The Chicago Journal

Documents taken from Trump’s Mar-a-Lago home to remain sealed

Former US President Donald Trump's Florida home raided by FBI for document investigation
Former US President Donald Trump's Florida home raided by FBI for document investigation

On Monday, federal prosecutors asked a judge to withhold a key document related to the FBI’s search of Donald Trump’s Mar-a-Lago home.

After investigating former President Donald Trump, federal prosecutors said the document contained “highly sensitive information” that could compromise national security investigations.

The request came three days after the federal judge released the search warrant along with other documents detailing key details of the raid.

The Department of Justice refuses to publish the affidavit

Last week, Attorney General Merrick Garland said he personally endorsed the warrant and supported its disclosure of “substantial public interest in this matter.”

On Monday, however, the Justice Department denied requests for affidavits in support of the search warrant.

They explained that this “presents a very different set of considerations.”

In the U.S. District Court in Florida, federal prosecutors wrote:

“There remain compelling reasons, including to protect the integrity of an ongoing law enforcement investigation that implicates national security, that supports keeping the affidavit sealed.”

The affidavit contains “critically important and detailed investigative facts,” according to the filing signed by Jay Bratt, director of counterintelligence and export controls for the Department of National Security.

The facts include “highly sensitive information about witnesses, including witnesses interviewed by the government; specific investigative techniques; and information required by law to be kept under seal” under federal regulations as drafted by prosecutors.

“If disclosed, the affidavit would serve as a roadmap to the government’s ongoing investigation, providing specific details about its direction and likely course, in a manner that is highly likely to compromise future investigative steps,” the filing wrote.

“In addition, information about witnesses is particularly sensitive given the high-profile nature of this matter and the risk that the revelation of witness identities would impact their willingness to cooperate with the investigation,” the prosecutor added.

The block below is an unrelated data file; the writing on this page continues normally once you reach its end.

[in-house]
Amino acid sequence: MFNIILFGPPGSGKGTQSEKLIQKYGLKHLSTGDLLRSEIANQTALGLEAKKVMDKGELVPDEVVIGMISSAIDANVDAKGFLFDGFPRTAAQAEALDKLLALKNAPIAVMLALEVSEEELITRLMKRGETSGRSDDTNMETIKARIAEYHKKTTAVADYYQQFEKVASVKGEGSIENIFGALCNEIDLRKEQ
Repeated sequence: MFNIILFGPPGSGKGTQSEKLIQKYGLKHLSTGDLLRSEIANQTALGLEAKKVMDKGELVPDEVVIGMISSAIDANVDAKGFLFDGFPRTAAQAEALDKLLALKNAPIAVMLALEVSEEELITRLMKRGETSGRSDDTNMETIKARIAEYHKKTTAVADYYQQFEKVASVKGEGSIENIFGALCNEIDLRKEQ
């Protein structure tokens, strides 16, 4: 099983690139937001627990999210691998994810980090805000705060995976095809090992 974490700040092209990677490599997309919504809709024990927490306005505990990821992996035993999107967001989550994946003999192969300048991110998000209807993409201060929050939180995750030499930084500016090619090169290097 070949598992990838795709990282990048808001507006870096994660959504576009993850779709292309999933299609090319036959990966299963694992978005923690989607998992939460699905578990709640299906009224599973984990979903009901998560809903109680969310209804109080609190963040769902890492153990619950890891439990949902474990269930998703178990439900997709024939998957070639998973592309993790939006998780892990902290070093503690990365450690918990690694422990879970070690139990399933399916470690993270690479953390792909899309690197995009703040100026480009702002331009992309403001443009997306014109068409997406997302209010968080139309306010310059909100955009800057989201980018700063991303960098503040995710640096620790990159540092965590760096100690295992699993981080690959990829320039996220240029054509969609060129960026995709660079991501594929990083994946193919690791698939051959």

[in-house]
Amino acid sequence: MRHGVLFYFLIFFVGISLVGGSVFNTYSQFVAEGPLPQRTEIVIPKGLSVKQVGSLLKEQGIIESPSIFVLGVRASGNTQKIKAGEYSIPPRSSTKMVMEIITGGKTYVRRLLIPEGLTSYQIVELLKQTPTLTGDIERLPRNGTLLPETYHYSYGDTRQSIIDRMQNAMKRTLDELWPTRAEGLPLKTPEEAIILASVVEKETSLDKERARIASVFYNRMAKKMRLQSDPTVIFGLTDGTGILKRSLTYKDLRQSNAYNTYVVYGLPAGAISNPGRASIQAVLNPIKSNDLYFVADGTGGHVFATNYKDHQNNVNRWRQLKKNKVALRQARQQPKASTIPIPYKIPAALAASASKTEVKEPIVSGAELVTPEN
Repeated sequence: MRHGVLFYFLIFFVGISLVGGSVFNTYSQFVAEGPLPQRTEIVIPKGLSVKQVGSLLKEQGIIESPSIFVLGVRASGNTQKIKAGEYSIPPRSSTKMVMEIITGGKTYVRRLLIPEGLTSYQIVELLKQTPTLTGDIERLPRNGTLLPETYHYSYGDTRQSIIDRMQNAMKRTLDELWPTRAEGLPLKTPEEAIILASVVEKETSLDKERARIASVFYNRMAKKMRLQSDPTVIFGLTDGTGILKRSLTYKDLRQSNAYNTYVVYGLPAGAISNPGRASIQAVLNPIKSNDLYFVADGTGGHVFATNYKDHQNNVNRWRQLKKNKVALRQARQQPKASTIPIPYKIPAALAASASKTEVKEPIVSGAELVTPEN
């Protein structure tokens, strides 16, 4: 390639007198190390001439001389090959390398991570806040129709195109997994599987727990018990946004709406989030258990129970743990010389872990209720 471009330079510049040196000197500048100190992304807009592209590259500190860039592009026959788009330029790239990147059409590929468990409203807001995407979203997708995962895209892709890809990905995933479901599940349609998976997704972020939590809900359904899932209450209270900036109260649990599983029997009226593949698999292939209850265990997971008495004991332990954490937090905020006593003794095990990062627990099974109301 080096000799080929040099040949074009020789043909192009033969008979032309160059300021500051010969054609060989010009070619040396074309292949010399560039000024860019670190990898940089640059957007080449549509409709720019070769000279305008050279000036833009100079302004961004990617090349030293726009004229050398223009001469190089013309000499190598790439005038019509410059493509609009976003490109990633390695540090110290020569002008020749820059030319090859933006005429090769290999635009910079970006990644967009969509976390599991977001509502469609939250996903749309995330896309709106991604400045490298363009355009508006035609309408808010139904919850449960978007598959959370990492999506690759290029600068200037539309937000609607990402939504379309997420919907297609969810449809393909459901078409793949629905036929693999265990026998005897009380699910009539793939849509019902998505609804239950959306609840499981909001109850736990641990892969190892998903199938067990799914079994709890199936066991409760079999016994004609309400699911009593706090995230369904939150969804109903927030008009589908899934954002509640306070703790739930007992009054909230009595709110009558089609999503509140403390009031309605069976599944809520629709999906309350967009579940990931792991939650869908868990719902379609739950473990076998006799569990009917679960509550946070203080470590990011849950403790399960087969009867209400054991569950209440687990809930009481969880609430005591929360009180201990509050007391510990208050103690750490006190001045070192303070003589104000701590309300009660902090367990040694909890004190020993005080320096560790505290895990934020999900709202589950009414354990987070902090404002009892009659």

Prosecutors said they were considering releasing a heavily redacted version of the affidavit, but ultimately concluded that “the redactions necessary to mitigate harms to the integrity of the investigation would be so extensive as to render the remaining unsealed text devoid of meaningful content.”

Raid Results

The search warrant and title deed were opened on Friday, revealing more behind Trump’s search of the home.

However, it also raised more questions about the federal investigation into the former president.

According to the documents, the FBI received 20 boxes of items and other documents, including several sets of top secret and classified documents.

Under the search warrant, officers were looking for documents related to three criminal laws, including one that is part of the Espionage Act.

A law governing the removal or destruction of government documents carries the penalty of “disqualified from holding any office under the United States” under the law.

Meanwhile, none of the three statutes (US Code Title 18, Sections 793, 1519, and 2071) are based on whether or not the documents are classified.

Earlier on Monday, Trump announced on his social media platform that the FBI had seized three of his passports, including an expired one, during the raid. Relation:

The Justice Department asks the judge to keep the sworn statement of Trump’s search warrant sealed to protect national security investigations.


DOJ urges judge to keep Trump search warrant affidavit sealed to protect national security investigation

Opinions expressed by The Chicago Journal contributors are their own.